By Paul Crenshaw
In a hotel in East Tennessee we lost Baby Kate.
This was 2001, and we were moving to North Carolina. My daughters were four and one. My older daughter rode in the moving truck with me. My wife was behind us with our teething one year old, and every hour we had to pull over to the side of the road and walk her up and down the interstate. The four year old was excited—she hadn’t yet learned the fear of leaving things behind. We stopped near Knoxville where the mountains reared skyward and the next morning we left Baby Kate, my daughter’s doll, in a Comfort Inn.
The motel was miles behind us when she remembered the next morning. I saw her look around the cab of the big truck. In my wife’s car, our one year old was already screaming as we moved through the mountains. My daughter’s eyes grew wild, a hitch starting in her chest as she searched beneath the seat. She asked if she had left Baby Kate in her mother’s car. I knew then the answer, but I didn’t know loss, how our daughters would leave their smaller selves behind.
Over the years we’d stay in the same hotel a hundred times as we drove through Tennessee to visit family, each time forgetting a pillow or pair of pants, some small part of us. Eventually, I think, we leave behind who we once were, and can only hope the person we become is better than the one we were.
I told her we’d check the next time we stopped, but Baby Kate wasn’t in the car. Our younger daughter was crying again, not yet old enough to understand pain, and our older daughter began to sob when I said I couldn’t turn the truck around on the interstate, that it was too far now to go back. I was only thinking of miles, forgetting then, as I would many times, that part of parenting is sacrifice.
Stopped on the side of the road so the little one could scream, the older wiped her eyes as she told me Baby Kate would be all alone. “No one will love her,” she said, and here I’ll say something profound about love and loss, as soon as I figure out how to remember one without the other.
She was still sobbing as we eased down out of the mountains, so I made up a story about Baby Kate being found by a girl who had never owned a doll. This girl was the same age and height as my daughter, I said, and by the time we neared our new home she had almost dried her eyes. Her chest only hitched a little. Later we got her a new Baby Kate, but for several years she would ask about the old one—how she was doing, where she was, did the little girl who found her love her as much as she still did. I never had the heart to tell her it was a story I made up to still her sadness, that all our stories are only the words we wish we could hear. How we never forgive ourselves our own faults, the days we’re too tired to spend time with our children, the nights we nurture our own needs. I couldn’t tell her then that we are always trying to turn back.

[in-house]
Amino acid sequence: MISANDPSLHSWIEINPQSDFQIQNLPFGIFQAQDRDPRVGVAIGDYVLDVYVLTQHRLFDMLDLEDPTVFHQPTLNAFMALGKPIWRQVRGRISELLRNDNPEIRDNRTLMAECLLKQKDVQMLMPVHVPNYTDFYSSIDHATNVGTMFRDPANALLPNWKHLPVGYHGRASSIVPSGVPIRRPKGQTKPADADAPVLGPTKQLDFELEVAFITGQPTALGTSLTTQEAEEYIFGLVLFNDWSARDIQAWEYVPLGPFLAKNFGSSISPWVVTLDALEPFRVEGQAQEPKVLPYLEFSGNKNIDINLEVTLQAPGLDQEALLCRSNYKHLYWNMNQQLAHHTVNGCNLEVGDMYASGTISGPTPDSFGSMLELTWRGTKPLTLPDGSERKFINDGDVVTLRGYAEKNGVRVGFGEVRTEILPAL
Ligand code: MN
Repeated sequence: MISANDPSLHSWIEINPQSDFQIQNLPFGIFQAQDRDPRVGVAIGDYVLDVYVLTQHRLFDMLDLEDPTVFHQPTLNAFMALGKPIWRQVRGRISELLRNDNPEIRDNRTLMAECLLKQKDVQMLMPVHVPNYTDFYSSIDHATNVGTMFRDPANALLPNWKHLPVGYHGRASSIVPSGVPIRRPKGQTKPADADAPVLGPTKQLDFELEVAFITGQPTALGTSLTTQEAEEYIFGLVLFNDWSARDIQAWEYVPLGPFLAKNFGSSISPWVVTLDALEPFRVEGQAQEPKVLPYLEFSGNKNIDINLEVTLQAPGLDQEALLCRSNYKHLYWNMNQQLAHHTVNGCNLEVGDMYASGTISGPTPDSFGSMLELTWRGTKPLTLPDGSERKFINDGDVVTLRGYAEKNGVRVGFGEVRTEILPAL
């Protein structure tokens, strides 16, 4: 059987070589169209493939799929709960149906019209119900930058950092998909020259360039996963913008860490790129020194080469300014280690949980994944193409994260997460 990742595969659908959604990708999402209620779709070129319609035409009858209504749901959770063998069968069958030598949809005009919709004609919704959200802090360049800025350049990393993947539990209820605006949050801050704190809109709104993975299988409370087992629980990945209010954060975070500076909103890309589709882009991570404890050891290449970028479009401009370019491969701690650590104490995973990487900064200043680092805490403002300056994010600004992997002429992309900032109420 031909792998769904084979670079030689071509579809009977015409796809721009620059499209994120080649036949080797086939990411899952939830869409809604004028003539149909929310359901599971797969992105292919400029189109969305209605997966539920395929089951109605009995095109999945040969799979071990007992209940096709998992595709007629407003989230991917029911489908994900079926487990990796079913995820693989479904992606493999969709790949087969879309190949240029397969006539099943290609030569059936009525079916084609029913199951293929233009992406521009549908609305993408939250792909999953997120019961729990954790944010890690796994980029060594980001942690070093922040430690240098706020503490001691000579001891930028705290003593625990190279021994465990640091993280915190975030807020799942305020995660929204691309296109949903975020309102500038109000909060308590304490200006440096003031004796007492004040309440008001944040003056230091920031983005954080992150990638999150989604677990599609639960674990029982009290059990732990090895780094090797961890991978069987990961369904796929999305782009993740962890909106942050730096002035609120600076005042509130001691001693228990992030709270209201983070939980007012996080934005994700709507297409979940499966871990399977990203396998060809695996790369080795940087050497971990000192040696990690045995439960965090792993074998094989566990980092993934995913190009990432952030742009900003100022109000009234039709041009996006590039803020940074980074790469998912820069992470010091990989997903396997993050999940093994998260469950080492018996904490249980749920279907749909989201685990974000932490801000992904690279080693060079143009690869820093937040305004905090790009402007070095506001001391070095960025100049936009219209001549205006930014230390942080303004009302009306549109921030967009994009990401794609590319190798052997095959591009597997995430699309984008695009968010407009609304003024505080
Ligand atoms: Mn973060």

Now she’s nearing the age she’ll have children of her own. And I’m at the age where every time I stay in a hotel I look for dolls left behind. The last time we made that drive my older daughter wasn’t with us—she’s moved back now to where we came from. My wife wasn’t there either, only the tiny child who had screamed for hours along the side of the road in the wind of passing semis. She’s grown skyward as well. And was too young to remember. Still, she knows the story, for we tell it every time we travel through Tennessee.
In the same hotel in which we lost her, we remembered Baby Kate, who had no hair. A dress I believe was white. We were moving then so I could learn to tell stories, so if I’m going to tell a story, it’s the tears, and the turning. How I wish I could write them away. I wish I could move mountains, or time, that it’s never too late to turn around.
Paul Crenshaw is the author of This One Will Hurt You, forthcoming from The Ohio State University Press. He still has nightmares about the long stretch of Interstate 40, and wakes to wonder if he’s left something there.
Endless Highway, Bob Dylan